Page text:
2022-06-26T15:00:16-04:00July 12th, 2022|Public Forum, Reflections and Ruminations|

Did Jesus Insist on Voluntary Poverty?

I am returning now to my discussion of understandings of wealth and charity in the early Christian tradition, as I think through how I want to draft my prospectus on a book on that topic for my publisher.  If you want to see the earlier posts on views of wealth and giving in the Roman world (which stand in stark contrast with what arose in Christianity), just do a word search for “wealth” on the blog and you’ll see all the recent articles. Now I move to the views of the historical Jesus and his followers; after that, in subsequent posts, I’ll talk about how these views changed significantly over (Christian) time, and consider the real life practical effects they had in understanding the importance of helping the poor in the Western world. ************************ The later Christian discourse appealed to such traditions as found in the Hebrew Bible, but it found yet greater impetus in the recorded teachings of Jesus. For the purposes of my analysis, it is important to remember that historical scholars can [...]

2022-07-15T11:25:11-04:00July 10th, 2022|Canonical Gospels, Historical Jesus|

Mike Licona’s Response to My Post on Contradictions

Several people alerted me to Mike Licona's response to my post on our debate over a specific contradiction in the Gospels.  I checked it out and thought it would be interesting to get your response before giving my own.  I asked Mike if it was OK to share it on the blog, and yes indeed, it is. As you'll see, it is over a very simple matter.  When Jesus sent his disciples on a mission to preach the kingdom, did he tell them explicitly to *take* a staff with them (Gospel of Mark) or tell them explicitly *not* to take a staff (Matthew and Luke)? Mike does not think it's a contradiction.  If Matthew reports that Jesus said TAKE a staff and Mark reports that he said DO NOT take a staff it means basically the same thing.  That may sound counterintuitive, but Mike explains his reasoning: if you look at the entire context, the gist of the saying is the same between the two accounts; Matthew is just simplifying a detail in Mark. For [...]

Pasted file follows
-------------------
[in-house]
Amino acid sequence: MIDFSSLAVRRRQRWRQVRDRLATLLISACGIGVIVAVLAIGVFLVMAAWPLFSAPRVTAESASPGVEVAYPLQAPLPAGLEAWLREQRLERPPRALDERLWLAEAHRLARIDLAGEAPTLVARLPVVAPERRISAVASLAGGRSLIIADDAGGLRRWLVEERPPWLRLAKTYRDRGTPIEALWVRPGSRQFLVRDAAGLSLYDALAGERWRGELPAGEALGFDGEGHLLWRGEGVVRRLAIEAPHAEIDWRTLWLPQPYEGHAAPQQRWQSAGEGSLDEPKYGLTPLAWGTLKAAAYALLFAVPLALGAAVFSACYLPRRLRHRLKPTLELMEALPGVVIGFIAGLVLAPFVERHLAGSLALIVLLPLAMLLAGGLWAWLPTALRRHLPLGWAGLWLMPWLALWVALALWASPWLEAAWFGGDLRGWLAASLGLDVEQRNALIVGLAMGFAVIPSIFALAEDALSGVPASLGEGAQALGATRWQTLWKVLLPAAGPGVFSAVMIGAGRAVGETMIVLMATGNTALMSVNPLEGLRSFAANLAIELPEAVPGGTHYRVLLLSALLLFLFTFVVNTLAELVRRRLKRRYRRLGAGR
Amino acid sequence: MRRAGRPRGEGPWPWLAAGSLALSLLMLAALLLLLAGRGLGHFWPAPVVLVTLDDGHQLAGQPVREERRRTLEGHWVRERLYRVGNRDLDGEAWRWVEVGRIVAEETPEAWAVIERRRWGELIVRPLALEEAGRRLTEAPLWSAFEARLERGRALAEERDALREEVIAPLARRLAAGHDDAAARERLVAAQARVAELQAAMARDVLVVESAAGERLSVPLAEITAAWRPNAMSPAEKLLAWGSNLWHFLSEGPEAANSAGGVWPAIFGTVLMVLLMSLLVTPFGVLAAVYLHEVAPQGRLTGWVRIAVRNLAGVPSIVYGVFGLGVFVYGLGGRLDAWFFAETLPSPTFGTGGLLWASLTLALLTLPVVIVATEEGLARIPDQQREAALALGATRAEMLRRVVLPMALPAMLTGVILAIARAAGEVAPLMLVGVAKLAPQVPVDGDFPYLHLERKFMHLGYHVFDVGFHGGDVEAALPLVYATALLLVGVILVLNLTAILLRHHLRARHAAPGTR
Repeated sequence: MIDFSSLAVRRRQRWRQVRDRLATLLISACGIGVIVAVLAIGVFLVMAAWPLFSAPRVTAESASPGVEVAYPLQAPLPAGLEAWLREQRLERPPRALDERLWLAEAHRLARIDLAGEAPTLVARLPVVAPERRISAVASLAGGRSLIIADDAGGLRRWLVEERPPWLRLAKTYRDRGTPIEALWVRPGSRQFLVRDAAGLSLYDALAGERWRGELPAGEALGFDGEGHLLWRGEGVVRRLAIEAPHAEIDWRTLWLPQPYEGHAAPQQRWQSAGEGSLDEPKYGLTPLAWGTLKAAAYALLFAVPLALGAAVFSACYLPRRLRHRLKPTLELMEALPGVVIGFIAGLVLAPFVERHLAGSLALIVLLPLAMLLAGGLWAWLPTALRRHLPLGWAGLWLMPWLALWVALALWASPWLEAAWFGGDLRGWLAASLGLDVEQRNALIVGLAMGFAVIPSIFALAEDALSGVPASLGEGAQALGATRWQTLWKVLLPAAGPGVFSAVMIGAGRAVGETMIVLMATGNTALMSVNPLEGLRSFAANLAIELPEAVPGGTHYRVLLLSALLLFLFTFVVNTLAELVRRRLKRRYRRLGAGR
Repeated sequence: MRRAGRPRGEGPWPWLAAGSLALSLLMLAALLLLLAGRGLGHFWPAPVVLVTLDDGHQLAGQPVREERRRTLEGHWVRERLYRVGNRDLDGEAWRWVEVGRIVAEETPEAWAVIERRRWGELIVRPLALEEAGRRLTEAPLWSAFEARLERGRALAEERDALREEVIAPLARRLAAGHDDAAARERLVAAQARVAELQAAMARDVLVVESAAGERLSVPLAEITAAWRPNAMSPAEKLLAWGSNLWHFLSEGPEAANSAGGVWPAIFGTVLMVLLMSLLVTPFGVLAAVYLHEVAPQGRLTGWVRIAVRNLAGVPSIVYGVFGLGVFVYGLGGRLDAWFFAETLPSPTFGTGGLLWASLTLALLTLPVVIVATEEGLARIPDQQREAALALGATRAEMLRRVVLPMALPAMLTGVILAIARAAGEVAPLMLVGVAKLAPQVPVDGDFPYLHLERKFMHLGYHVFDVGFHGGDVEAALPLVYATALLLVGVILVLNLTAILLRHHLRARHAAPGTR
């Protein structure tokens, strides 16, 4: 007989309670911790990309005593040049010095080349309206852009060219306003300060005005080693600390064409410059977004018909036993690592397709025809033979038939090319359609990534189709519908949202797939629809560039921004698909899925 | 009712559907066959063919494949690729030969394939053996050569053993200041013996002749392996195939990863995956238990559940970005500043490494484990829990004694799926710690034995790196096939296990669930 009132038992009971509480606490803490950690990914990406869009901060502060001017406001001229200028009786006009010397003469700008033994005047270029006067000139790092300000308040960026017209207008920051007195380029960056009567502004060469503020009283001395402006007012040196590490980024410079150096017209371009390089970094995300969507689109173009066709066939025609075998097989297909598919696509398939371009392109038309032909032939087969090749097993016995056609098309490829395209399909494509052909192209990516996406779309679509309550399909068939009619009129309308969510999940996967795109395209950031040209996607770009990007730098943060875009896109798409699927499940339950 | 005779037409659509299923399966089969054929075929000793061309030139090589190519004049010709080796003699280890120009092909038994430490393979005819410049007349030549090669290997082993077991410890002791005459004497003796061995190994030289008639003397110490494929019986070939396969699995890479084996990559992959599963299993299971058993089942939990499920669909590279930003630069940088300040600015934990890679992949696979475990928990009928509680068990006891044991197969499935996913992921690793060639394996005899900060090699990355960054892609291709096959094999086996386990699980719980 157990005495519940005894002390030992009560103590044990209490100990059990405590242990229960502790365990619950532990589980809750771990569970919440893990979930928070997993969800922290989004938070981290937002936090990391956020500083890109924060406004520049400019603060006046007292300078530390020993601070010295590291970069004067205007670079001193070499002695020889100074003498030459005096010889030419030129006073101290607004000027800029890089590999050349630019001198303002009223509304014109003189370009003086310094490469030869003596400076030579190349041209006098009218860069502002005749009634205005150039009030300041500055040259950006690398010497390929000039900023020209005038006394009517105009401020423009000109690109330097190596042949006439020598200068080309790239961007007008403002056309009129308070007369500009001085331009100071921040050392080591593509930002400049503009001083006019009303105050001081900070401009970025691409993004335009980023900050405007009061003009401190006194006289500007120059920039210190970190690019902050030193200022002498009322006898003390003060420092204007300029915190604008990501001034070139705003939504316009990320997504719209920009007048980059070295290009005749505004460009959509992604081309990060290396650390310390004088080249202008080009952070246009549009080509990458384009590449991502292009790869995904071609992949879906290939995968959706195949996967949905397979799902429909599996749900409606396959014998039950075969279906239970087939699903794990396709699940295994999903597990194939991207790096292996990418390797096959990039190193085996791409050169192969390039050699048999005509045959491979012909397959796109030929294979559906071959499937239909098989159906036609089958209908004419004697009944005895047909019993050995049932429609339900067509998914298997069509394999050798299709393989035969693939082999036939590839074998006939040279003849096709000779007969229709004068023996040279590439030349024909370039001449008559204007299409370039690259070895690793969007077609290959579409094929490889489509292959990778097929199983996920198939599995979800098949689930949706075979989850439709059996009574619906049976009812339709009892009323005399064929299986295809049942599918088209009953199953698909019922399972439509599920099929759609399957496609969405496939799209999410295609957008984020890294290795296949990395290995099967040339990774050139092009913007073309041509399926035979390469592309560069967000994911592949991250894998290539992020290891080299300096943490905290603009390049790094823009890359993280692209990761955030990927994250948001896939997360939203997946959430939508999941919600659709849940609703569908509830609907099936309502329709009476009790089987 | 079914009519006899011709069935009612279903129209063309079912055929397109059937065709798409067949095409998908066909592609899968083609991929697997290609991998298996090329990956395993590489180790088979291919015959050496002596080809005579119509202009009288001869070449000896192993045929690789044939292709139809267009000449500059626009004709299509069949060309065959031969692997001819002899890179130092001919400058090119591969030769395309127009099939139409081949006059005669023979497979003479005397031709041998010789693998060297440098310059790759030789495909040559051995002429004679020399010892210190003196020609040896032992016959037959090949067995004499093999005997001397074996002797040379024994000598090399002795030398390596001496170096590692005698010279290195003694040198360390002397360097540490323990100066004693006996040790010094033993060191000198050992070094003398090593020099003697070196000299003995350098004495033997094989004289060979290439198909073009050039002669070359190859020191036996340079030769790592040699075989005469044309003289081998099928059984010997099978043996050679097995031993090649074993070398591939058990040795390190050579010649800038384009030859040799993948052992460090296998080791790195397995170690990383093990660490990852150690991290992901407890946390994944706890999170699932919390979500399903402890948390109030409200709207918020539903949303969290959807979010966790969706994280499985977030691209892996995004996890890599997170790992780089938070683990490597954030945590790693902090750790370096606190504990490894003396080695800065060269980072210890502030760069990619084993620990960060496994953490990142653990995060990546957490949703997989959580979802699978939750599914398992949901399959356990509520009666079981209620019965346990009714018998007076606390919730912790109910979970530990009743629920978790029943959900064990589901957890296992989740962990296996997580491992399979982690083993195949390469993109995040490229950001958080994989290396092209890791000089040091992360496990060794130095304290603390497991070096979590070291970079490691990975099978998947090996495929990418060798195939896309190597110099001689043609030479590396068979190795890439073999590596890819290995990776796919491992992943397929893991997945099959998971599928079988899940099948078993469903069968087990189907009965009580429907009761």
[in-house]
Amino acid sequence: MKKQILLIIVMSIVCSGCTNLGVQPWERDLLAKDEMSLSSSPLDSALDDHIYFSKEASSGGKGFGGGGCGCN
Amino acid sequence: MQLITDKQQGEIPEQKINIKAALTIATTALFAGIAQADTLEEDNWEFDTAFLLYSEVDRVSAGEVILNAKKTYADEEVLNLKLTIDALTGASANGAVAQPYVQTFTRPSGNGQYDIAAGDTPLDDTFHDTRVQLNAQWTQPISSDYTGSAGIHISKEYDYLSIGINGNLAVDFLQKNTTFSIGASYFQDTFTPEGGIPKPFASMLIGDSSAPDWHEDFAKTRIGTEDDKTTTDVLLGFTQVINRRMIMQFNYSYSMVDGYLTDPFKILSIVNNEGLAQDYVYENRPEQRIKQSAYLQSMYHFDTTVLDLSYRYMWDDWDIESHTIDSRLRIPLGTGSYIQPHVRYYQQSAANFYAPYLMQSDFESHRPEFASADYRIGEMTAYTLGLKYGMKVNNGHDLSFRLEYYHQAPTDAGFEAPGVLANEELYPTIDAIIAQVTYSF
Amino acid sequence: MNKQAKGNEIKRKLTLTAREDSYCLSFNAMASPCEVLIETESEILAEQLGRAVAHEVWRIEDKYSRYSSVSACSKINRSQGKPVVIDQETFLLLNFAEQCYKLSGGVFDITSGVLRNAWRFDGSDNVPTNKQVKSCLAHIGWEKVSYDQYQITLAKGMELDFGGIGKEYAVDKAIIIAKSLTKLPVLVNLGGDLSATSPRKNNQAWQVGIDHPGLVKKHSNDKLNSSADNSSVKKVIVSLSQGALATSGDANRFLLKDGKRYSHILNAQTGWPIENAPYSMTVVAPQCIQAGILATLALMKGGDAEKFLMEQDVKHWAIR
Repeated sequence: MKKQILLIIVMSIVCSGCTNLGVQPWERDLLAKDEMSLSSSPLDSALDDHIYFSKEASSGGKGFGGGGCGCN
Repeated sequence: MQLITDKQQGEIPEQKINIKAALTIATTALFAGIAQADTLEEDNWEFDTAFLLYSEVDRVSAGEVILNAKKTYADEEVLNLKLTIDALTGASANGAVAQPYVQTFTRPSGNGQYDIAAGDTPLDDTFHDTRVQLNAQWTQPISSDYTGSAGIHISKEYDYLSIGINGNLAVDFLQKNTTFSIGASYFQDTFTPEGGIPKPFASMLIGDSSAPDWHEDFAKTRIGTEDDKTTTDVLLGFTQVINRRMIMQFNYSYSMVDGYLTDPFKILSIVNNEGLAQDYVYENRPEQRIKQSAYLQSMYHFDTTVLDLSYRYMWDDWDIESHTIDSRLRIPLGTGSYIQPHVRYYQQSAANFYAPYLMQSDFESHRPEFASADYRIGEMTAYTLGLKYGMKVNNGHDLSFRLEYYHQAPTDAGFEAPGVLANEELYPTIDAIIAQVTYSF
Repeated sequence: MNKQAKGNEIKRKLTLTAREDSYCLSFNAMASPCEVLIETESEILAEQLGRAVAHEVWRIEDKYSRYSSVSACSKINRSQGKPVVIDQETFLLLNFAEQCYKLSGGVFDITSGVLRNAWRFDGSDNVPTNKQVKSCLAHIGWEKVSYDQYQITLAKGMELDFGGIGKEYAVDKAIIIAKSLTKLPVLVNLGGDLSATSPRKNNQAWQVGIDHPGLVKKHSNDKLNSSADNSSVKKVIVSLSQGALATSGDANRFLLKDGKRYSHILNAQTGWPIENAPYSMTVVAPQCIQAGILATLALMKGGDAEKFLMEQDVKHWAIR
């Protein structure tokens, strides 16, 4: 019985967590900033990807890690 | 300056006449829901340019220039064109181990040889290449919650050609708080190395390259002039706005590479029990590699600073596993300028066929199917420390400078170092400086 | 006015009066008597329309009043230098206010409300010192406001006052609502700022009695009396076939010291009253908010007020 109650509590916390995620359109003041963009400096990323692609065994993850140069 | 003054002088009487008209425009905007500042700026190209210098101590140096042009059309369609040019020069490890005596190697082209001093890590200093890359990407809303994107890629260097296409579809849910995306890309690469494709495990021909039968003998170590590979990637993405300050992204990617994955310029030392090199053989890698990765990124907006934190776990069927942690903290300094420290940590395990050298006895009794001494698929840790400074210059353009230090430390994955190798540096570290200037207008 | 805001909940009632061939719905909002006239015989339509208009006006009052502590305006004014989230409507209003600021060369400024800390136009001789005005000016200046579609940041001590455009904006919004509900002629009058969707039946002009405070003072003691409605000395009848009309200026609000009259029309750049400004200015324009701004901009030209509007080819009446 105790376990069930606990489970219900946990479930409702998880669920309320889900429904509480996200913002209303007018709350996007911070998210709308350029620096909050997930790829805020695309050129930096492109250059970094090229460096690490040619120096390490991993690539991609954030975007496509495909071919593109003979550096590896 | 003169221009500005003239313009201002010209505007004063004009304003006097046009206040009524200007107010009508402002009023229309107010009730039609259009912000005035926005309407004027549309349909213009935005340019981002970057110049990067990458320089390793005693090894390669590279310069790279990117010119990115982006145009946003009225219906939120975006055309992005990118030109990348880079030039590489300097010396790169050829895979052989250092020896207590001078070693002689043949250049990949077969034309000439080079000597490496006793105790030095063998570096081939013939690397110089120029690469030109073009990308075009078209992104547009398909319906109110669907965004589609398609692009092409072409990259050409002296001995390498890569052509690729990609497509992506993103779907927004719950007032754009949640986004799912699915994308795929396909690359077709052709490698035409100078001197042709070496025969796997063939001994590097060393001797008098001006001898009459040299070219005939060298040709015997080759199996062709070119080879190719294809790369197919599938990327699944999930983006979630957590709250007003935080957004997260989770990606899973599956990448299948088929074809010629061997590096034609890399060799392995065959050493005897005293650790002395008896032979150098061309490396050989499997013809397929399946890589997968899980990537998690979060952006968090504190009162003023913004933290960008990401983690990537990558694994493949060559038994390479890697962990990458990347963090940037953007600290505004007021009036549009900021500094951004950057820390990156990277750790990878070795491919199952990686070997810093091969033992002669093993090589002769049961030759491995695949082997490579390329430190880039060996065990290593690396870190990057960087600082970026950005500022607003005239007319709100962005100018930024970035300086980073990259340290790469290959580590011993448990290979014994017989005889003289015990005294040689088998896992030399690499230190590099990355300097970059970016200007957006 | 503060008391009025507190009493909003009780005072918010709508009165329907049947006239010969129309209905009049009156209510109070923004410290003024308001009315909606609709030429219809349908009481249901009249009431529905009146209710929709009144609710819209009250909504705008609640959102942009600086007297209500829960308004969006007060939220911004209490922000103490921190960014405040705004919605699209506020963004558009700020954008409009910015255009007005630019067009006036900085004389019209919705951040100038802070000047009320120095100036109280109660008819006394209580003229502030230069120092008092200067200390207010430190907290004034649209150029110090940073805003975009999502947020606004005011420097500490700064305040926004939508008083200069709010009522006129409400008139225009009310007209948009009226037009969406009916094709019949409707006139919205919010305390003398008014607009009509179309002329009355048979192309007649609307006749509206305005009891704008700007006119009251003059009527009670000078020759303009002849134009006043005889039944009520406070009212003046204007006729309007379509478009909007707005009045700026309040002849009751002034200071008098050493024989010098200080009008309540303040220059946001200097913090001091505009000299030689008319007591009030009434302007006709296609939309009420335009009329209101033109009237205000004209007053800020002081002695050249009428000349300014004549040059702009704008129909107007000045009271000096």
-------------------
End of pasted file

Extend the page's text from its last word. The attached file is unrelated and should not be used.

2022-06-27T10:58:51-04:00July 9th, 2022|Public Forum|

Does Luke Have Contradictory Views of the Atonement?

I return now to the seemingly simple but inordinately complicated question I received that has led to this short thread over the past week or so on Luke's understanding of why Jesus died.  In the thread so far (in case you haven't read it) I've argued that Luke (author of both the Gospel and Acts) did not have a doctrine of atonement.  He certainly thought that Jesus had to die: but Jesus' death is not what brought a reconciliation with God (= salvation) per se.  It made people realize their personal guilt before God, leading them to repent.  Because they repented, God then forgave them.  Jesus' death, in other words, was a motivation to return to God, it was not a bloody sacrifice that took away sins. With that as background: here again is the question. QUESTION: Although the gospel of Luke doesn’t have an atonement message, what are your thoughts about Acts 20:28 [were Paul is recorded as saying:] Be on guard for yourselves and for all the flock, among which the Holy Spirit [...]

2022-06-20T18:37:49-04:00July 7th, 2022|Acts of the Apostles, Early Christian Doctrine|

If Jesus’ Death Was Not an Atonement: Why Did He Die??

I have been dealing with the question of Jesus’ death in the Gospel of Luke and have been arguing that Luke does not appear to have understood Jesus’ death to be an atonement for sins.   He has eliminated the several indications from his source, the Gospel of Mark, that Jesus’ death was an atonement, and he never indicates in either his Gospel or the book of Acts that Jesus died “for” you or “for” others or “for” anyone.   Then why did Jesus die? It is clear that Luke thought that Jesus had to die.  For Luke it was all part of God’s plan.  But why?  What is the theological meaning of Jesus’ death for Luke, if it was not a sacrifice that brought about a right standing before God (which is what the term “atonement” means)? You get the clearest view of Luke’s understanding of Jesus’ death from the speeches delivered by the apostles in the book of Acts.  As you probably know, Acts is about the spread of the Christian church throughout the Roman Empire after [...]